I spent a couple of hours drinking Joseph Holt's beers with retired Gas Board men yesterday. My mate Steve has an ex gasman's pissup every Christmas and occasionally, I pop in to see the old codgers, who all like their ale. The choice of pub is fixed now, It is the Ape and Apple, a rather nice old fashioned (though it isn't that old) Holt's tied house in John Dalton Street. After some rather haphazard Christmas shopping and finding my way out of the Arndale with great difficulty, I met up with them. Most were drinking mild and all were standing up, as befits men of their drinking seniority. They are of an ilk where you sup your beer on your hind legs, a position favoured by most of the customers there.

It was a bit of a throwback in many ways and if you want to get the feel for how drinking was in the seventies and eighties, I suggest you go there. No music, just laughter and banter, mild and bitter flying out from the wickets and a couple of truly excellent (and pretty) barmaids handling it all with consummate ease. A pleasant couple of hours were spent and I left with reluctance having switched as you do, from the excellent cask mild to the very good bitter after a few.

It was one of these occasions where you weren't being a beer geek, just a guy drinking straightforward good beer with pleasant company, in a great boozer. Trust me, that's still worth doing.

On the way to the bog I spotted this rather old fashioned, or sexist, or whatever advert for Holt's lager. I thought I'd share it with you.

Monday, 14 December 2009

Most Definitely in the Christmas Spirit

I haven't written much about our pub for a while. It just ticks on being happily good, but I want to share this with you. We have a few old regulars who used to serve in the Lancashire Fusiliers and the pub supports them and the Royal British Legion in the usual way in the build up to Remembrance Sunday, by selling poppies and providing a free Sunday Lunch to the old servicemen when they return from the Cenotaph.

This year the landlady wanted to do something extra. The usual festive Christmas tree is up, but this year, instead of the normal baubles and tinsel, it is decorated solely by poppies. These are the big ones and are signed by the purchaser who then pins them to the tree. Minimum donation is a pound. The photo shows a small section of the tree, which positively bristles with poppies. I think this is rather fine and clearly, judging by the number of poppies, so do the customers.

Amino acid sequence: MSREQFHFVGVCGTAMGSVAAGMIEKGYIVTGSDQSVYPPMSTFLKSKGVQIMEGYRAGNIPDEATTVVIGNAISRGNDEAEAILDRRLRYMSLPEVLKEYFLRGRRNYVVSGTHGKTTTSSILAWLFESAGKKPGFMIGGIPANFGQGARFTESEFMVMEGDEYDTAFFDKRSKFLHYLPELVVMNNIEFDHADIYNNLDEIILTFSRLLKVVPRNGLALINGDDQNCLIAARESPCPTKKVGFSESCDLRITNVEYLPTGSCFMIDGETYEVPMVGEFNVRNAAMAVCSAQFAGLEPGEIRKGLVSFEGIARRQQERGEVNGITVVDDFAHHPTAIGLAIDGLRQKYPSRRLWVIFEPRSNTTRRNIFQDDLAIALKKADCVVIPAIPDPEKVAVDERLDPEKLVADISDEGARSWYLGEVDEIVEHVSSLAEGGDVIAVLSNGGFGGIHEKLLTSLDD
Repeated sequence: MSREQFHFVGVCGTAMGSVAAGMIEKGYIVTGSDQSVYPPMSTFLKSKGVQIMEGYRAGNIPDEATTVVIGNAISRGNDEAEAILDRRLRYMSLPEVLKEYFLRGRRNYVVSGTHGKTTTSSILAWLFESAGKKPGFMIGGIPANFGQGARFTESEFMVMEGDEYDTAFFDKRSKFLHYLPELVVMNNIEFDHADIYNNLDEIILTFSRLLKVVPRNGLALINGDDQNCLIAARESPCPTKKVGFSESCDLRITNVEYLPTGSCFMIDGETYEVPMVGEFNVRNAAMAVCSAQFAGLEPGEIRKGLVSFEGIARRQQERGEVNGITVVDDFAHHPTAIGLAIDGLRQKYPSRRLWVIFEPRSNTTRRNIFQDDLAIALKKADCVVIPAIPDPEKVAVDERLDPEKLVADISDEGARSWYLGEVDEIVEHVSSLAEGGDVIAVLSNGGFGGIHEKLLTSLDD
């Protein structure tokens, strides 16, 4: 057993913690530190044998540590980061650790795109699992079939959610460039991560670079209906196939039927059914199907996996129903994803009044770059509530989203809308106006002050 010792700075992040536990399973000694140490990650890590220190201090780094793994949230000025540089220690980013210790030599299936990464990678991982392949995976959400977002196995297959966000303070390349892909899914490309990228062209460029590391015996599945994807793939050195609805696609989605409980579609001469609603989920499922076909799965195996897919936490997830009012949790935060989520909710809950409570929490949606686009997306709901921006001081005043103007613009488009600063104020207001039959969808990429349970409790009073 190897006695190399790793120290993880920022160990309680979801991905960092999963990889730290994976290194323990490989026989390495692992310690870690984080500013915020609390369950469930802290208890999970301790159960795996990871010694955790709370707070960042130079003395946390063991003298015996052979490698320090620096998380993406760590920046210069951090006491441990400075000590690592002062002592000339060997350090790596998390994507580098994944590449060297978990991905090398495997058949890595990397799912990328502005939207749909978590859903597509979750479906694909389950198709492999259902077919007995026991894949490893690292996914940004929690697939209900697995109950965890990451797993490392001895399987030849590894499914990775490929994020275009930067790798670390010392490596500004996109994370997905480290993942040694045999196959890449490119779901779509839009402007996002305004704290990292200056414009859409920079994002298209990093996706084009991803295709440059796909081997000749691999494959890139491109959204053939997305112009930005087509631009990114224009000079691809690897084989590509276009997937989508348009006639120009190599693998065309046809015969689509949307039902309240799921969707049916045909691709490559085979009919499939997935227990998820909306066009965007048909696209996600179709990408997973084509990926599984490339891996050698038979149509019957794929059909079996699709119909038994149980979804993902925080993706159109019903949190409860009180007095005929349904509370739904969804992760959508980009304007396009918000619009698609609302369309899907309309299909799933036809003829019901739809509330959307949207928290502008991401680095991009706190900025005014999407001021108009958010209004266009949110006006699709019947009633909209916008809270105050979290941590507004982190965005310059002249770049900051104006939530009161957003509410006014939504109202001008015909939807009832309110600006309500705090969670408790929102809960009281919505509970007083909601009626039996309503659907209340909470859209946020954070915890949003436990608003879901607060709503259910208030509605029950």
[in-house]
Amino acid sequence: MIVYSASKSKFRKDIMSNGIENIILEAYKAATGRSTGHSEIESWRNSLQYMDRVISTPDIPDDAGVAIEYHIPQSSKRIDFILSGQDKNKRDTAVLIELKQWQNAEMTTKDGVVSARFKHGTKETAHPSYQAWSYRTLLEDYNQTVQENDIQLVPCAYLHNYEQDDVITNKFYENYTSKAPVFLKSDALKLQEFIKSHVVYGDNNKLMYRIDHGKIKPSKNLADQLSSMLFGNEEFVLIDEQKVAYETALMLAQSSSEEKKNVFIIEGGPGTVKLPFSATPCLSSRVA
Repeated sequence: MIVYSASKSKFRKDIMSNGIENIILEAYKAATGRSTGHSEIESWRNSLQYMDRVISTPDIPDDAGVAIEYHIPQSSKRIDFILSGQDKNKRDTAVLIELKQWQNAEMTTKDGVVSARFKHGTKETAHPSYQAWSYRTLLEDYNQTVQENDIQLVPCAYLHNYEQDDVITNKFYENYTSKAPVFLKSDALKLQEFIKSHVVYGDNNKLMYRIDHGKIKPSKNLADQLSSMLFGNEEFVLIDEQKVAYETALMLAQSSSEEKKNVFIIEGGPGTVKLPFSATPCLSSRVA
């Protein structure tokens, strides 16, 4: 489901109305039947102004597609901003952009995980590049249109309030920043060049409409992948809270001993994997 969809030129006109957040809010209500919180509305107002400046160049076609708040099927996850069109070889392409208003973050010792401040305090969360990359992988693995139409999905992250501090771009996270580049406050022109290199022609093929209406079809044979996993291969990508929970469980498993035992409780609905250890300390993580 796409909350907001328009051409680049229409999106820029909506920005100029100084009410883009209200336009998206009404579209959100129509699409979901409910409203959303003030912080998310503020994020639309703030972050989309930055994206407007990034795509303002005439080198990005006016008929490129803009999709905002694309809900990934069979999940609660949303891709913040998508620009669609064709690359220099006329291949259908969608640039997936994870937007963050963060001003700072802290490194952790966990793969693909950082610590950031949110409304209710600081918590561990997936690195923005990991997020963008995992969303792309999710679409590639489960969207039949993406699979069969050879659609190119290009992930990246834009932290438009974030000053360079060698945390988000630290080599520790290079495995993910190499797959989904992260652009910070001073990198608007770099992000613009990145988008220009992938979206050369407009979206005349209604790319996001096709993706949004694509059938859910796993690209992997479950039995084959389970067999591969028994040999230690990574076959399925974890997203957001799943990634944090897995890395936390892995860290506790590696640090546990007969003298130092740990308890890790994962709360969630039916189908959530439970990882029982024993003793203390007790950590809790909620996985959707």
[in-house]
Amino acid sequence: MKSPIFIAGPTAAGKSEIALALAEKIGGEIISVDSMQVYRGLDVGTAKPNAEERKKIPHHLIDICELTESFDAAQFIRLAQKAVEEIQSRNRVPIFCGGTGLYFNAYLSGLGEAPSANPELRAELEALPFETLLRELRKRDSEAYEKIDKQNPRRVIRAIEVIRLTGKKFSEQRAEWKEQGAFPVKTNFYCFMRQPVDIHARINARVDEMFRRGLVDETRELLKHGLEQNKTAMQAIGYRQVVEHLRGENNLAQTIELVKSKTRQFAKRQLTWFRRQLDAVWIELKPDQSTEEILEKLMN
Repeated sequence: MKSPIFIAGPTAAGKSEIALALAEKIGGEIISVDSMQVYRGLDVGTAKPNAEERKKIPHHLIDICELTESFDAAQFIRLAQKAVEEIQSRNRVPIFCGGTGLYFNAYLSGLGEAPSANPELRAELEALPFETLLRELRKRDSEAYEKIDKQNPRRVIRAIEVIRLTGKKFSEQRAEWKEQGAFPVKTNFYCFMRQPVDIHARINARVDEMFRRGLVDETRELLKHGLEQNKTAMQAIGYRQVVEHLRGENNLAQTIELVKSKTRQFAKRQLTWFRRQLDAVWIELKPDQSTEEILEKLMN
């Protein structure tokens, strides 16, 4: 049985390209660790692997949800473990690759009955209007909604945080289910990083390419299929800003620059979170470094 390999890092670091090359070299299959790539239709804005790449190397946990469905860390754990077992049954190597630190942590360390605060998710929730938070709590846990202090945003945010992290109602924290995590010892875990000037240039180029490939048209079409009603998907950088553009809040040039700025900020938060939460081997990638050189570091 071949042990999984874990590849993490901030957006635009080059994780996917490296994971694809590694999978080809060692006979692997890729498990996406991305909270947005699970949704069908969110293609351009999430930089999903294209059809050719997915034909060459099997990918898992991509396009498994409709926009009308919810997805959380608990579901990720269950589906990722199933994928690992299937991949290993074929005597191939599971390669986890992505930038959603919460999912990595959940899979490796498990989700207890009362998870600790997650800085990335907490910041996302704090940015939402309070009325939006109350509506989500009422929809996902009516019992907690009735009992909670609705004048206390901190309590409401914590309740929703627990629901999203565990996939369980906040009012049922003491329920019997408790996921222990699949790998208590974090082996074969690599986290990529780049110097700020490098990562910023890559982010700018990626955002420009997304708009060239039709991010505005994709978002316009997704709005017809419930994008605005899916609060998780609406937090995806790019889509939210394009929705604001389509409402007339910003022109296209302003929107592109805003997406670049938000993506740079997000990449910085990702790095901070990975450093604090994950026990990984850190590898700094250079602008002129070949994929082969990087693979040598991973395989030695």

Sometimes the term "place in the community" is used in a vague way to describe how a pub fits into its locality. I reckon this illustrates it perfectly.

More Non Christmas, Christmas Beers

I think it is becoming the norm rather than the exception. I have come across the following without even trying. All are ordinary brown beers with the only seasonal thing being the pump clip.

Named and shamed are: Cotleigh Red Nose Reinbeer, Hydes 3 Sheikhs, Green Mill Sleighed, Lees Christmas Cracker.

There will be more I've no doubt and of course feel free to add to the list as you come across them.

Thursday, 10 December 2009

Bah Humbug!

I've only had two Christmas beers so far. OK, I haven't been really trying and I promise to do better, but both have been ordinary mid brown beers of (by co-incidence) 4.8%. It doesn't augur well.

Now is it just me or am I wrong to expect a Christmas beer, specially issued for the season, to have something, well, special about it? Wouldn't you think that at a time when everyone wants to treat themselves a bit, the brewer would pull all the stops out? If they don't believe in the premise, why bother going through the motions? What do I expect? Well, something different. Maybe a mildly spiced old ale, or one with a little fruit of some sort in it - bitter orange would be good. Maybe even something dark and toasty? Something stronger and warming definitely, but not just a bog standard premium, mid brown bitter of no character or seasonality.

This isn't the first time I've raised this point, but it is still worth saying I think. Put some bloody thought and effort in please brewers. Stretch yourself and your imagination. It's only once a year after all.

I first complained about this in the early days of my blog, two years ago. Post number 21 in fact. It still makes a good read!

Monday, 7 December 2009

Woods and Trees

I was struck by something Mark Dredge said in his blog the other day and I've been thinking about it off and on since. It was a throwaway line in a discussion about beer glass sizes and I think it reflects something that I am rapidly becoming aware of and which dominates the thinking of the new wave of younger bloggers. It was mentioned as a "given", a statement of fact. The line was this: "The nature of British beer is evolving and I think the vessels it is served in needs to evolve too." The question that arises in my mind is "How true is that statement?" No, not the one about different glass sizes, but the first part about the nature of British beer evolving. In what way is it evolving, if it is to any great extent?

I guess those that think there is a sea change, would put forward Thornbridge and Brew Dog as evidence that a different, more innovative (that word again) way of doing things is emerging - evolving perhaps?. Brew Dog is certainly a case in point, though I'd venture Thornbridge are in Brew Dog terms a little more conventional, while in overall terms, still nudging the more adventurous end of the spectrum. What about Marble, Outstanding or Pictish? Maybe Steel City or Mallinsons? There may be backers for a small number of others, but after that you start to struggle a bit. In numerical terms and even in influence, the evidence just isn't really there. Most of the brewers I mention are conventional enough. They are just lots better at making good beer and it is usually that which makes them stand out.